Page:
Rent Boys – The Postmodernism of Gus Van Sant

My Own Private Idaho (Van Sant,1991) postures itself as the archetypal road movie, yet closer inspection proves that the film aspires to greatness by borrowing from the masters of art and literature. An obese derelict strolls the sidewalks of downtown Portland accompanied by his rent boy. “The things we’ve seen,” the young companion muses. Borrowed…

Women in American Cinema and the Prison of Social Constructs

American films reflect the contemporary serfdom chaining women to fixed roles in society, but also reinforce patriarchal conventions by proliferating images of women plagued by the expectation to both sexually gratify and mother the male ruling class. Analysis of three films highlight female protagonists trapped into becoming either sexualized children or maternal figures to emotionally…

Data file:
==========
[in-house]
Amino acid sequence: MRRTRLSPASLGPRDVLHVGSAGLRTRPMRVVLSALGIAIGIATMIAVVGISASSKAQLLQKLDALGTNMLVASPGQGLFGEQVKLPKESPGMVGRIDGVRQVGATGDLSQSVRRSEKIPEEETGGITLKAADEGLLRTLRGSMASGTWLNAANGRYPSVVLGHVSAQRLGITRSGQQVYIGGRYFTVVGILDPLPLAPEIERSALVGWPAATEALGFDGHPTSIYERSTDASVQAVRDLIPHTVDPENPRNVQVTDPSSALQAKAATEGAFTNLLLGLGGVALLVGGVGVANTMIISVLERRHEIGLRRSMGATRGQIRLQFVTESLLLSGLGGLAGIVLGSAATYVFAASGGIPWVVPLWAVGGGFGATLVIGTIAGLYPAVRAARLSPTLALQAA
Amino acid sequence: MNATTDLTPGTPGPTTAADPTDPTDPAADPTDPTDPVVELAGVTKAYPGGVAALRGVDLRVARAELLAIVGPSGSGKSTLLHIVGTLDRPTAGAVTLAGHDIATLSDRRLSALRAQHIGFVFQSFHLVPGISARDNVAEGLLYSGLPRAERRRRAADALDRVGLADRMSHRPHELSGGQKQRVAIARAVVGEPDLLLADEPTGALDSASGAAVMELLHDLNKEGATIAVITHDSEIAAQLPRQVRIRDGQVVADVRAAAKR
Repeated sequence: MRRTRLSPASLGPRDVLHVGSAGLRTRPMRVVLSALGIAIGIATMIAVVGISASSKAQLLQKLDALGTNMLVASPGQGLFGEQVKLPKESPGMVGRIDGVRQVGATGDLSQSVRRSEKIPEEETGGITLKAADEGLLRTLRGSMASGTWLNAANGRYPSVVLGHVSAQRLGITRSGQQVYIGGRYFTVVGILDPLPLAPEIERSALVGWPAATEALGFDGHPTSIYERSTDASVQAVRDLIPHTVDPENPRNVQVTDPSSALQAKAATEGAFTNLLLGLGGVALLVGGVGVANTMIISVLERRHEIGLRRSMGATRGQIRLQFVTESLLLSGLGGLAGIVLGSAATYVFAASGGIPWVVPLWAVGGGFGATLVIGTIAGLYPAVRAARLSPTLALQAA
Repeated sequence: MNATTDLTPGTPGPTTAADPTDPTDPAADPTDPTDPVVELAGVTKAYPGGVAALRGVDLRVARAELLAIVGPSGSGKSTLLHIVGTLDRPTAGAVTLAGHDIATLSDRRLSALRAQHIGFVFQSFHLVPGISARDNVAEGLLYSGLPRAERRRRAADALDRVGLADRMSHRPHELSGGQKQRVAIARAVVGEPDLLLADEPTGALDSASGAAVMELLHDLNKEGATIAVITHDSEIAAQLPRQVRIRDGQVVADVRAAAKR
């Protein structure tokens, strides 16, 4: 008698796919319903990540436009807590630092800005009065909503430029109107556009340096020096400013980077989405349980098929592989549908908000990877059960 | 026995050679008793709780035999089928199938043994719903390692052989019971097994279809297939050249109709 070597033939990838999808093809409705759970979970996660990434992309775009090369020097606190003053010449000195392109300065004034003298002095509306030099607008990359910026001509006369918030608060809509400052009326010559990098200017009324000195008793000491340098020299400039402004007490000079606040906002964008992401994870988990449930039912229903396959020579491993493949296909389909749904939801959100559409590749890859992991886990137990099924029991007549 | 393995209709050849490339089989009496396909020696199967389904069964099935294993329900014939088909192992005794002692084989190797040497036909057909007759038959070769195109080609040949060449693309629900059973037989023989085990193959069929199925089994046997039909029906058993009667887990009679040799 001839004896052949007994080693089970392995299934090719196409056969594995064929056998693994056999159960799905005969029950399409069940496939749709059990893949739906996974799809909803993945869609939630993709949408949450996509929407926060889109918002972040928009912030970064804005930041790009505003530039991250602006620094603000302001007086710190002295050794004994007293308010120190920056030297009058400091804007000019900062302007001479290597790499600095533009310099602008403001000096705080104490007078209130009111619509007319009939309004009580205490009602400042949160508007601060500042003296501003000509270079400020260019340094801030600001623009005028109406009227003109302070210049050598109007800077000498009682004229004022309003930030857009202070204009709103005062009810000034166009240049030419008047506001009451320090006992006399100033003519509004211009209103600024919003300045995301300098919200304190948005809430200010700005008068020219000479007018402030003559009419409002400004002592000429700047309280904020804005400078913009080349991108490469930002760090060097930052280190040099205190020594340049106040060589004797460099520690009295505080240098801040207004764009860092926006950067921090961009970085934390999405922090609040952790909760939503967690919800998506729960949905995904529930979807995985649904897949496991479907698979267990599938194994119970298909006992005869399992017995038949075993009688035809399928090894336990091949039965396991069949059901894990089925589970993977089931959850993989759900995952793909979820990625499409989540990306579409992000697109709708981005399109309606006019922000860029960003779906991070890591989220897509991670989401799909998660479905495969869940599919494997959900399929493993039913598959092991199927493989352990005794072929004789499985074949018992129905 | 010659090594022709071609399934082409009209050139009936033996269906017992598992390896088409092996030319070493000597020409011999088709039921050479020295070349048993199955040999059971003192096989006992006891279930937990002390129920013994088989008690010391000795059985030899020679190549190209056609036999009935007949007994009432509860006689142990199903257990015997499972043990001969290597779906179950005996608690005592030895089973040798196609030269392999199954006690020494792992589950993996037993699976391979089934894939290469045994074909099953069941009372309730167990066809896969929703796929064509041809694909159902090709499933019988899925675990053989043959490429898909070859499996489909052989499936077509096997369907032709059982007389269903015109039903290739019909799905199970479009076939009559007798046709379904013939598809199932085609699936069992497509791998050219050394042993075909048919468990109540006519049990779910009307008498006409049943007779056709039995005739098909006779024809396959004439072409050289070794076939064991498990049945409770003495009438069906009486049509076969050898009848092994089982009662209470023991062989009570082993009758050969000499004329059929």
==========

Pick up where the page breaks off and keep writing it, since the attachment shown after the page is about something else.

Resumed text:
The Celluloid Closet – A brief primer on the history of Queer Cinema

The Celluloid Closet (1995, Epstein and Friedman) demystifies the belief, propagated by cinema, that homosexuality manifests as a psychological disorder or behavior engaged in by perverse criminals. Based on the pioneering work of Vito Russo, the film documents the representation of homosexuality onscreen through both cruel stereotypes and the exclusion of authentic images of the…

Imitation of Life – Two versions of the same tale

The 1933 novel, Imitation of Life, by Fannie Hurst has been adapted twice into feature films. Both versions center around the relationship of two single mothers raising their daughters and deal with issues of race identity and women’s place in society. The 1934 film stars Claudette Colbert as young widow, Bea Pullman, who provides for…